Why resisting the 9 till 5 still works – for everyone

Tanya Alden-Zeter

This week, as I made my way home after visiting a client in Ladbroke Grove, sitting in a rush hour tube carriage really took me back. Not to a warm, nostalgic place; but to the grind of 2019 and the endless stop, start, heave, hustle, clamour and fuss of my ex-daily commute.

Squeezed into the smallest space possible (it’s courtesy, right?) I changed from the Circle to the Victoria line, duly following a strict walk-one-way policy, noticing the return of what I call the signature “tube trudge”. Whilst one wouldn’t expect fellow passengers to exude pure  joy during their journey from A to B, there was more than one face that looked genuinely miserable; angry, even.

I couldn’t help but think: Didn’t we learn anything from 2020? Why is everyone travelling to and from their workplace at the same hour, to spend only the dregs of their evening with friends, partners and families? Let’s face it, we barely get a couple of hours before it’s time to prepare for yet another full day away from them.

Choice + freedom = sustainable productivity

Yes, many want to be in full time work. And yes, many also want a place called an office (it provides separation from home life, interaction with colleagues, a buzz, a reason to leave the house…the reasons are unquestionably valid). But whilst this is the case, not a single person I speak to wants either their working hours or their office days dictated.

The great ‘return to the office’ sees some firms insisting on workers being in-office 5 days a week (I’m looking at you, Goldman Sachs). This is amid a flurry of recent claims that employee happiness and productivity levels are higher amongst those present within the face-to-face office environment. 

Frankly, we should be wary of such claims. Sure, there are clear advantages to spending quality time with those we work with. But why restrict this time to set hours, and fixed locations? 

If you are, as David Solomon (Goldman Sachs’ CEO) claims, an organisation built upon a culture of collaboration, innovation and apprenticeship, then co-working and community spaces – as well as flexible hours – afford employees the choice to come to the office when it’s appropriate and helpful. Collaboration and innovation happen amongst happy people. Choice makes people happy, and it’s this that translates into genuine, sustainable productivity. Not daily 9 till 5 facetime with the rest of the company.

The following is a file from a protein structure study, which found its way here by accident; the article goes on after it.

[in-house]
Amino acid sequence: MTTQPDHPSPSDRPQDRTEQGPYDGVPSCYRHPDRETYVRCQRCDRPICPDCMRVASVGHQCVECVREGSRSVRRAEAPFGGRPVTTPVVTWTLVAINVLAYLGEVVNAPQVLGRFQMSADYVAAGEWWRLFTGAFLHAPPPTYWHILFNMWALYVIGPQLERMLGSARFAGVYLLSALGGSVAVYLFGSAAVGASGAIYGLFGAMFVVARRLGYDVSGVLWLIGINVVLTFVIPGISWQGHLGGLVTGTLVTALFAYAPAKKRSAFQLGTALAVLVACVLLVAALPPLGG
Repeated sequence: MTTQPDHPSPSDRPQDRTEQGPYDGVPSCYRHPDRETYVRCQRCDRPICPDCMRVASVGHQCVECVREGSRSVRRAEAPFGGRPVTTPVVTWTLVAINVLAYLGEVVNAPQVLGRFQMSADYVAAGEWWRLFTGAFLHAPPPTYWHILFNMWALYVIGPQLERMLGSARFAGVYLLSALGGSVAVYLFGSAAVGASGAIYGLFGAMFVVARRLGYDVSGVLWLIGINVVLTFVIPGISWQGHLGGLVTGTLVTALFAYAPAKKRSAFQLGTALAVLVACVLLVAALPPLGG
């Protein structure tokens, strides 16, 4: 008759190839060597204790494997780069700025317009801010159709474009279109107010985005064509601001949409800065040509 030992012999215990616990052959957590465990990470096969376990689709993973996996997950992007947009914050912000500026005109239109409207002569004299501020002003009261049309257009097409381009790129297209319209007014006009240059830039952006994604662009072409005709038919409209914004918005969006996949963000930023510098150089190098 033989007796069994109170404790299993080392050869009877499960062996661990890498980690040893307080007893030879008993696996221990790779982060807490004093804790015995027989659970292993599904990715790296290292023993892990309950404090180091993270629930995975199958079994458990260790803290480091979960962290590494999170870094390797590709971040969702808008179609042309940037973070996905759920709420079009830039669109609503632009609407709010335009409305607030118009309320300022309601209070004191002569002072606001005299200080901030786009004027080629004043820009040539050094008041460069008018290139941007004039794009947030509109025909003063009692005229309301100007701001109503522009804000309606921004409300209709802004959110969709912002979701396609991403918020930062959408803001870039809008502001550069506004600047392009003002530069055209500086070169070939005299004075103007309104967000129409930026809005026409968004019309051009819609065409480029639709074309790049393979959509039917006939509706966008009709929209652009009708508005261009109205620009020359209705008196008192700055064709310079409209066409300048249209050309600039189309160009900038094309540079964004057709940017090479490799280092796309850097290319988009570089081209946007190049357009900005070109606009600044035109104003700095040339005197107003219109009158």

The truth is, there’s far more to the working world than a dichotomy of full-time vs. part-time employment, office-based vs. “working from home”. And surely we’re too resourceful and intelligent to limit ourselves and our workforce to such limited options? We have the technology, the experience (thanks, COVID) and the power to shift our working habits to work for us. That means maximising our energy levels, fulfilling our other duties and passions, and even alleviating the incredible rush-hour strains on our public services.

Still need convincing? Between 2022 and 2023, an estimated 4 million UK workers changed not just their role, but their careers, due to a lack of flexibility at work. 

Mad skills don’t wait for 9am

You could be full-time but flexible, running a work-from-anywhere gig, part of a job share, or enjoying compressed hours. 

Call it what you will, but when businesses manage to become truly flexible, resisting labels and relinquishing control proves beneficial not only for the working population, but reaps enormous rewards for the companies themselves. Why? Because it means retaining and nurturing the invaluable skill sets of: 

👪 Parents- primarily, mothers. According to 2023’s Careers After Babies report, 98% of mothers want to work, and 52% of these want to work at least 4 days a week. That’s a whopping percentage of the UK’s total workforce who have invaluable skills to offer our economy, but for whom a traditional Monday-to-Friday simply doesn’t suit. 

We spoke to Jess Heagren, the Careers After Babies founder, whose mission it is to make the world a better place for working parents. Previously the Director of Strategy and Distribution for an insurance giant, her expertise is in helping organisations with transformational change; the social enterprise now provides accreditation for companies who are committed to understanding the challenges faced by working parents, and to keeping these employees within their business.